The All Night Strut: A Fascinatin’ Rhythm
Garbeau’s Dinner Theatre, which marks its 25th anniversary this year, has new owners, and a new artistic direction, as well.
The first show under the new management is a well-executed, lively, toe-tapping 1940s cabaret revue. It features an energetic, brassy seven-piece band led by the estimable Charles Cooper (who guided the music in And the Dream Goes On!) and extensive choreography by director Pepper Von (who danced up a storm in the same show).
There’s also a harmonizing vocal quartet, a team of nine dancers (some in their teens), numerous costumes (Gina Coyle) and a more complex lighting than we’ve seen in the past (Louis Hudson).
American society in the 1940s had a color line, which is erased here. The show mixes swing-band standards by white artists (“Chattanooga Choo Choo,” “Tuxedo Junction”), gospel (“Operator,” well sung by Elise Reese), love songs (“A Nightingale Sang in Berkeley Square”), an early salsa hit (“Ran Kan Kan”), a tap-dance number and songs from black clubs (“Minnie the Moocher,” which got the mostly white audience calling, “Heidi heidi heidi hi”).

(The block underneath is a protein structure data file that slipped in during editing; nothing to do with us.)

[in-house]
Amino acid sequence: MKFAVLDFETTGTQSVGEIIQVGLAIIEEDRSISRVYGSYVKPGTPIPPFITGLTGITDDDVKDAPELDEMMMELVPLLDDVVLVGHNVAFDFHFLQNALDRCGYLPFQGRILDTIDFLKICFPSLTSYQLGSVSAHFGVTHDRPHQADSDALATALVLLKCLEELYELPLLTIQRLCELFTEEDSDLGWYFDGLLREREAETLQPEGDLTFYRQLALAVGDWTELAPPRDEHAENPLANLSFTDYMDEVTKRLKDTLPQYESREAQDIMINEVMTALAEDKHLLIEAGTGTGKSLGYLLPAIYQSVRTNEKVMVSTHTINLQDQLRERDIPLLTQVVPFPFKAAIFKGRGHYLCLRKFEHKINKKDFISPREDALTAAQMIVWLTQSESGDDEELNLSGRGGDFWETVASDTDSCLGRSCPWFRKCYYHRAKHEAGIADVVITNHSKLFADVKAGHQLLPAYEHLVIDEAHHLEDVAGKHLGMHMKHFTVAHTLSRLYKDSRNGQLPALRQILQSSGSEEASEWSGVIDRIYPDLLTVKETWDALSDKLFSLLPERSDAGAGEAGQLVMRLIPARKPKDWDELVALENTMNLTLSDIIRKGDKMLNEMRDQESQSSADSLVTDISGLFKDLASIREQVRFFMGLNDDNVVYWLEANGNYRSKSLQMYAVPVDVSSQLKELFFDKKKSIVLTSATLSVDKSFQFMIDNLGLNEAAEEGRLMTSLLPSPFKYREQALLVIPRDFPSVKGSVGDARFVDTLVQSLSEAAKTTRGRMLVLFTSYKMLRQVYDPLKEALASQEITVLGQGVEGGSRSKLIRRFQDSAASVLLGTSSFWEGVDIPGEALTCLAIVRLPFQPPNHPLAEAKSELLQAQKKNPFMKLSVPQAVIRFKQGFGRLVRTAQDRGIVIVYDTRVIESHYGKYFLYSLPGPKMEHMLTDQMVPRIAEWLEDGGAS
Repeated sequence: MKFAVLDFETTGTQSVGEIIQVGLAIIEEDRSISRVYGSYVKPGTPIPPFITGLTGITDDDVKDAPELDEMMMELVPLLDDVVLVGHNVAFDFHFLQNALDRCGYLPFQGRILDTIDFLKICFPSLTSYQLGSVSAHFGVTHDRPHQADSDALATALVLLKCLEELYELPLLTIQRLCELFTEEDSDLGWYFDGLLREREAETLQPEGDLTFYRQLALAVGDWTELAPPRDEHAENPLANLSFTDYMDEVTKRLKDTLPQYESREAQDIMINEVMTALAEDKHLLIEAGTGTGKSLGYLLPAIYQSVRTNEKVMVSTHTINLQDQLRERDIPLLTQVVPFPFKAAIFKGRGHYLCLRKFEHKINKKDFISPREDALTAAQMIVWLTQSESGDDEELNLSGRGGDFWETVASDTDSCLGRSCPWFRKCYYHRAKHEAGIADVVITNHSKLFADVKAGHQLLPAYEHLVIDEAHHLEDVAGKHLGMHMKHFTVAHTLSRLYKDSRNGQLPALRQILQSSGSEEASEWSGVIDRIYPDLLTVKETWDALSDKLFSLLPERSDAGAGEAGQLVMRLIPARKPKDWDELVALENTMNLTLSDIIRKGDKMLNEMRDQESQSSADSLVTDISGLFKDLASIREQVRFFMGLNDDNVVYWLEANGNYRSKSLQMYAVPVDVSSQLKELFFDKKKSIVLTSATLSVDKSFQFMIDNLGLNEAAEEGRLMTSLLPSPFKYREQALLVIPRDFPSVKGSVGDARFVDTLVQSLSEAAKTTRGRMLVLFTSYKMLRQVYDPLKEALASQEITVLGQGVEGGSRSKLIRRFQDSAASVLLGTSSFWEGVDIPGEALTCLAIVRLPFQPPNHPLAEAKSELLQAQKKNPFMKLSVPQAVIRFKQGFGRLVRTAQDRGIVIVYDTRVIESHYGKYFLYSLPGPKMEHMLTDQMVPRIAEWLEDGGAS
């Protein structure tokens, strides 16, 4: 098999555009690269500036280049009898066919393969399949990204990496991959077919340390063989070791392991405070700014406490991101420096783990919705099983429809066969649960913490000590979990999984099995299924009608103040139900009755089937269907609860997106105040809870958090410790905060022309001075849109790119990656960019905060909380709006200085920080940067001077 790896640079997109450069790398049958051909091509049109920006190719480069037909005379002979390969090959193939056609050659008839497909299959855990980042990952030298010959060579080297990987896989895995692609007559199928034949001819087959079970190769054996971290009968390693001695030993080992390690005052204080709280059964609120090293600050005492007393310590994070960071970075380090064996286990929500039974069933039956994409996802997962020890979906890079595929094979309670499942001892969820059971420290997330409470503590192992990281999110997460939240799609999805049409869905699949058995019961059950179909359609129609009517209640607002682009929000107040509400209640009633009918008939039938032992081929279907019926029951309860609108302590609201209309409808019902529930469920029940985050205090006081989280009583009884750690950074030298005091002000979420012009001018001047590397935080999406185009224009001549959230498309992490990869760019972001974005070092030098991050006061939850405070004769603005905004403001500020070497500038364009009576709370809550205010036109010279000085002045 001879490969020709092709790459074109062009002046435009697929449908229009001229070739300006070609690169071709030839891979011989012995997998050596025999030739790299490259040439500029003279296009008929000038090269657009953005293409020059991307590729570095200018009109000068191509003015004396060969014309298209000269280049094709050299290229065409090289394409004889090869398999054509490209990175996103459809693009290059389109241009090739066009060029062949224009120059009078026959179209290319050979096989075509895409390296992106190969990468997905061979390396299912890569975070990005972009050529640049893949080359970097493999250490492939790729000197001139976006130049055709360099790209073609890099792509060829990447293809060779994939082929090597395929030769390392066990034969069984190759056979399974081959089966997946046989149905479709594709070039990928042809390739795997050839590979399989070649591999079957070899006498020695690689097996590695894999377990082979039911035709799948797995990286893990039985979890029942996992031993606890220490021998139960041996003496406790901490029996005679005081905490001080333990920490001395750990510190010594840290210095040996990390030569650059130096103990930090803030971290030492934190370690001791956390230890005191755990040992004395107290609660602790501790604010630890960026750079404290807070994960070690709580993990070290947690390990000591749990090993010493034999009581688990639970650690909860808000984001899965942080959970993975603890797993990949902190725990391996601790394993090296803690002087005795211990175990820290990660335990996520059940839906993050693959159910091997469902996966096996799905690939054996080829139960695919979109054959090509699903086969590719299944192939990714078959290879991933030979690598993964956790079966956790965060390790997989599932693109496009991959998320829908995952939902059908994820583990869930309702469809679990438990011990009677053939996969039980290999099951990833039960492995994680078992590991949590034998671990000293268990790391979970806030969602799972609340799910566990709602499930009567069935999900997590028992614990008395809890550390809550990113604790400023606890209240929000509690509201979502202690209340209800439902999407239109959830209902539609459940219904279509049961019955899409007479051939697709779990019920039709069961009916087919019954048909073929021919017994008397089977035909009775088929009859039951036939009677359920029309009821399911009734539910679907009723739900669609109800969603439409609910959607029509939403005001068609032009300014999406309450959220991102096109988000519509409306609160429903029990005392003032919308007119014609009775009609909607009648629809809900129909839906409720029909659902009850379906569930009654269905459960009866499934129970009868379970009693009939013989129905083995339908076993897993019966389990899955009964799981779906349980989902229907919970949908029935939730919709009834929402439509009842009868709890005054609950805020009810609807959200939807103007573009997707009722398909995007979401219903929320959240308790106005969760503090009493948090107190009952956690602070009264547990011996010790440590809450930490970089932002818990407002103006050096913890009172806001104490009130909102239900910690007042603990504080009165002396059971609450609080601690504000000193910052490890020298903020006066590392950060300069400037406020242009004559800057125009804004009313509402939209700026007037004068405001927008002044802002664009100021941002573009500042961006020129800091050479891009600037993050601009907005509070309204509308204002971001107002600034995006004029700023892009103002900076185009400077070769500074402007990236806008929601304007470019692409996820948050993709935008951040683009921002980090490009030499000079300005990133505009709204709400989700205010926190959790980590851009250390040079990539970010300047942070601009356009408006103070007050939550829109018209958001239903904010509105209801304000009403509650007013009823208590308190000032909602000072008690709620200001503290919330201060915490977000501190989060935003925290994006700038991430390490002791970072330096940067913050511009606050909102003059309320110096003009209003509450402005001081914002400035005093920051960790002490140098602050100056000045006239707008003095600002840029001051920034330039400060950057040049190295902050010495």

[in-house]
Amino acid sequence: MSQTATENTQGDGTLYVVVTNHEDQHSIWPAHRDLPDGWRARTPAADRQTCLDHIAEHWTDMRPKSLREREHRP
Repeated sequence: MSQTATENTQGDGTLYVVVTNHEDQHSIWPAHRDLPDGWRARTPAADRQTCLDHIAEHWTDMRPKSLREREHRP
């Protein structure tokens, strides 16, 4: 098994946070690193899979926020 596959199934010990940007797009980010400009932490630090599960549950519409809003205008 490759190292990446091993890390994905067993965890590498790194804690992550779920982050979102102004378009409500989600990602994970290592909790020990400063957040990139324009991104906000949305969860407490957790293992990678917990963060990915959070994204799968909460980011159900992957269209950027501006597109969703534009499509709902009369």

This being a ’40s show, there’s a World War II tribute, including a choreographed battle scene and a “back home” vignette in which a black mother learns her son has died.
(Note: this show is not to be confused with a similarly titled revue that played at Celebration Arts Theatre some years back—and covered a somewhat different set of songs.)